Only slightly more than half of people on felony probation or parole who needed treatment got it from 2014 to 2017. There is a lot of geographical disparity in receiving treatment, with some areas of the state having better access to counseling centers than others.
The need, however, is widespread. Of those on felony probation or parole from 2014 to 2017, 86 percent had some need for substance abuse or mental health help.
At CSG and the DOC’s recommendation, the judiciary committee advanced three bills crafted to take advantage of the findings described above. They killed a fourth measure after doubts were raised about its effectiveness. Most votes were unanimous or close to it.
Draft bill 231, which advanced, would put a 42-month maximum on the length of probation terms. Both Wyoming and national data show that failures on probation usually happen in the first two years of the term. In Wyoming, CSG found that two-thirds of probation revocations happen in the first two years. Placing a limit on the probation terms a judge can apply should keep probation officers from using time and resources on people who have made it through the most vulnerable period of their supervision.
Draft bill 217, which also advanced, allows judges to sentence people to unsupervised probation, as well as probation, except for crimes punishable by life imprisonment. It also gives judges the ability to reduce a probation sentence and provides eight criteria for evaluating an offender’s mental and social health. The list includes the severity of the crime, the risk posed to the community, stability of employment, quality of family relations and progress treating substance abuse, among other things.
The most complex piece of legislation, and one that saw significant scrutiny and amendments from lawmakers before they advanced it, was draft bill 230. The bill is designed to keep people who violate probation or parole from ending up in prison by authorizing judges and supervision officers to use lesser punishments. The proposed legislation builds on law passed during the Legislature’s 2018 budget session.
The 2018 law allowed the DOC to couple a jail detention with drug treatment programs over a 90-day period for offenders who continually violated probation or parole conditions because of substance abuse — failing drug tests, for example. It also allowed probation and parole officers to use “quick dips,” a two- to three-day jail stay designed to scare someone straight when he or she starts slipping into parole violations.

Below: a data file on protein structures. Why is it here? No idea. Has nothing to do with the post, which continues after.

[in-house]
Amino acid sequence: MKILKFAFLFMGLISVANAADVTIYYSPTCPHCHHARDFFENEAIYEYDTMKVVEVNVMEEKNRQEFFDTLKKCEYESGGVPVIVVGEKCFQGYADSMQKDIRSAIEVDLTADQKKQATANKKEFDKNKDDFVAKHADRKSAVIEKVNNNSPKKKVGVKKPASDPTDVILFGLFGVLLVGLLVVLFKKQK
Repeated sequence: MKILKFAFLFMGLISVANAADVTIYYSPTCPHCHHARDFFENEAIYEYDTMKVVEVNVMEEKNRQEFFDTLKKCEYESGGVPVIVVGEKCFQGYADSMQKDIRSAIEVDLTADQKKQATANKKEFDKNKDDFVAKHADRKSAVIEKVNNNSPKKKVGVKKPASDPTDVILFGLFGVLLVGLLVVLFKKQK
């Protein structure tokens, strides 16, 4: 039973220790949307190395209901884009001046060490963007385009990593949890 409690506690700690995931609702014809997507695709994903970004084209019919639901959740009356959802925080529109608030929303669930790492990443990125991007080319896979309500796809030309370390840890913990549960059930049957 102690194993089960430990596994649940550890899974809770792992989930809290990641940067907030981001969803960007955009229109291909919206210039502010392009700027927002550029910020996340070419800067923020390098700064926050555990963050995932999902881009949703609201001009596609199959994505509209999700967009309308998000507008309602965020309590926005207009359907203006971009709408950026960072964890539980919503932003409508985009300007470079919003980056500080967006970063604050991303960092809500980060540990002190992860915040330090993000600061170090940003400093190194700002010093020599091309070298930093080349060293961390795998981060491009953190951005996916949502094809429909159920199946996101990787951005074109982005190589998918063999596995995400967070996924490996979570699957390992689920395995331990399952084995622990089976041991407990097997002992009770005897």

Draft bill 230 would lengthen such jail stays to up to 15 days for more serious violations, while still avoiding a return to prison. It broadens the 90-day stays in county jails to include prisons or adult community correction programs — which keep offenders in the community while they receive treatment. It would also allow that punishment to be applied for more than just substance abuse violations.
At one point, Rep. Charles Pelkey (D-Laramie) suggested tabling the legislation to further consider a wide range of concerns raised by trial lawyers, public defenders, judges, prosecutors and others. Again, however, the urgency of the state’s situation and the Legislature’s history with reforms drove lawmakers to urge action.
“In my world they call it inertia,” Hicks said. “We have spent a tremendous amount of time just to move this ball a little bit and to stop that I think is a fundamental mistake.”
Other lawmakers echoed the sentiment, and noted that come January some members of the Judiciary Committee will change in a new Legislature. The group opted to keep the measure moving forward.
Lawmakers killed a bill that would have capped parole terms in a manner similar to the probation caps proposed by draft bill 231. The lawmakers voted the measure down after concerns were raised, including by CSG, that knowing parole could be capped would drive judges to apply longer sentences.